One of the most picturesque places in Siena.
The imposing Palazzo Pubblico stands on Piazza del Campo and inside it is the Courtyard of the Podestà, also known as the ‘Entrone’. Decorated with ancient coats of arms, it’s made of an elegant colonnade over which a floor of large three-light windows with pointed arches rises.
The Courtyard of the Podestà leads to the Torre del Mangia tower, the Civic Museum and the Teatro dei Rinnovati theatre.
During the Palio, the floor inside the courtyard is sprinkled with tufa (typical Sienese sand that covers Piazza del Campo on the days of the famous race). Before the race, the horses wait and rest inside the Entrone.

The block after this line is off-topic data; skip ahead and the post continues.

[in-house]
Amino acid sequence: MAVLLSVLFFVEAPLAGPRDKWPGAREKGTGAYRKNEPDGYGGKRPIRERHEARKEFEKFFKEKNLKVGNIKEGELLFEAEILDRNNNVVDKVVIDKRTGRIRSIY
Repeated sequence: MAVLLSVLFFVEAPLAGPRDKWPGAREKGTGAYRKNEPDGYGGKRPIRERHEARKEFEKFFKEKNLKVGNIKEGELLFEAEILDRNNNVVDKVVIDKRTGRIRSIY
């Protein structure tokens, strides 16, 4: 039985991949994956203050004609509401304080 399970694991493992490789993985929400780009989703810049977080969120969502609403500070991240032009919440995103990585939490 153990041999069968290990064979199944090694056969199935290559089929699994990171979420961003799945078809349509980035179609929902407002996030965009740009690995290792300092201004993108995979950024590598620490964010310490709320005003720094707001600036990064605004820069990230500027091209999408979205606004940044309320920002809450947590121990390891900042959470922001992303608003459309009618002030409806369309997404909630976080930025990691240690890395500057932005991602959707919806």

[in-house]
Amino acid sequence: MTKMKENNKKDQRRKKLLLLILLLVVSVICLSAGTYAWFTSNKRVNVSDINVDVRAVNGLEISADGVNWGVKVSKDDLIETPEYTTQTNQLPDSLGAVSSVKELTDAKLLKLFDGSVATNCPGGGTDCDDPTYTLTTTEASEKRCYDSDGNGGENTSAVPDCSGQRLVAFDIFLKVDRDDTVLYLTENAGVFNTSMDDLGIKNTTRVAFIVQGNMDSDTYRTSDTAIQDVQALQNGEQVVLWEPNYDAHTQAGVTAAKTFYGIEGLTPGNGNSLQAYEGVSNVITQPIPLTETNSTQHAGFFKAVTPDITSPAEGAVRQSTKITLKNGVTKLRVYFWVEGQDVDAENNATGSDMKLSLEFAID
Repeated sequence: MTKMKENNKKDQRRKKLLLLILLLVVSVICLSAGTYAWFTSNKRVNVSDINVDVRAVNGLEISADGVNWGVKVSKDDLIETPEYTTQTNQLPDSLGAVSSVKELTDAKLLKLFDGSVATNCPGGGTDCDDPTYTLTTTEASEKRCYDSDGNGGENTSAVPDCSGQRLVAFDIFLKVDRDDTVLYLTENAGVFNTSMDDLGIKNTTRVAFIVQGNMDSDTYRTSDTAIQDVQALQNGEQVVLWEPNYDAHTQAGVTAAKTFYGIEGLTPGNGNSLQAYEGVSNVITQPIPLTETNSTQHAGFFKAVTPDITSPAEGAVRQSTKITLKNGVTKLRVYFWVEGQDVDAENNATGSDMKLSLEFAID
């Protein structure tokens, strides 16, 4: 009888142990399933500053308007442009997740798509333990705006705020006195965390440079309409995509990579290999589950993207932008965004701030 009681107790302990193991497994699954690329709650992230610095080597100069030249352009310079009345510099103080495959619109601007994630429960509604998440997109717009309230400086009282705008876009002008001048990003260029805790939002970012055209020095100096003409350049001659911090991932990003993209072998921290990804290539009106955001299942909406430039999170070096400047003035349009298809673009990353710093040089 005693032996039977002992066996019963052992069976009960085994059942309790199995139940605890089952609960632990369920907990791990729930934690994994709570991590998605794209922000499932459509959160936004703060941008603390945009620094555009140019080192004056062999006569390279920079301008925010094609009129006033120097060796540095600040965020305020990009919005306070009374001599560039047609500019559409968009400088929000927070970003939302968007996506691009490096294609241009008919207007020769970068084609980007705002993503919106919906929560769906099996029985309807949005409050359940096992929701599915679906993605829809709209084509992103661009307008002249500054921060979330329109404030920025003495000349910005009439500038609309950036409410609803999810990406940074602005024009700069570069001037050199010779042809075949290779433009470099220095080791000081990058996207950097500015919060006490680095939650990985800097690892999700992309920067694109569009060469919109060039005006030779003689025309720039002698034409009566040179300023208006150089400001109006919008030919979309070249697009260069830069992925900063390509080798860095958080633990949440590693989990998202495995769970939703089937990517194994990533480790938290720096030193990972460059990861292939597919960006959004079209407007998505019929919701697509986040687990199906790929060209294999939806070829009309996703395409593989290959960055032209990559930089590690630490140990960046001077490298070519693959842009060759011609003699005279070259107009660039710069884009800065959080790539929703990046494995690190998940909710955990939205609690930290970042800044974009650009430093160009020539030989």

The Courtyard of the Podestà is a very atmospheric place. It’s a perfect square surrounded by imposing columns and in one corner of this courtyard is the key to the mystery of the Mangia.
The name ‘Mangia’ is the nickname that the Sienese people gave to the first bell-ringer who performed this role from 1347 to 1360. His name was Giovanni di Balduccio and he was known in Siena for squandering everything he made, and for this reason, he was nicknamed ‘the Mangiaguadagni’ (the profit eater), later abbreviated to ‘Mangia’.
Giovanni di Balduccio is also one of the first victims of workplace innovation as he was first replaced by a mechanical clock and then also by an automaton that struck the hours in his place, which was renamed ‘Il Mangia’ soon after by the Sienese. The remains of that automaton are still preserved today in a corner of the Entrone, try looking for them!
Where: Piazza del Campo
When: always visible wonder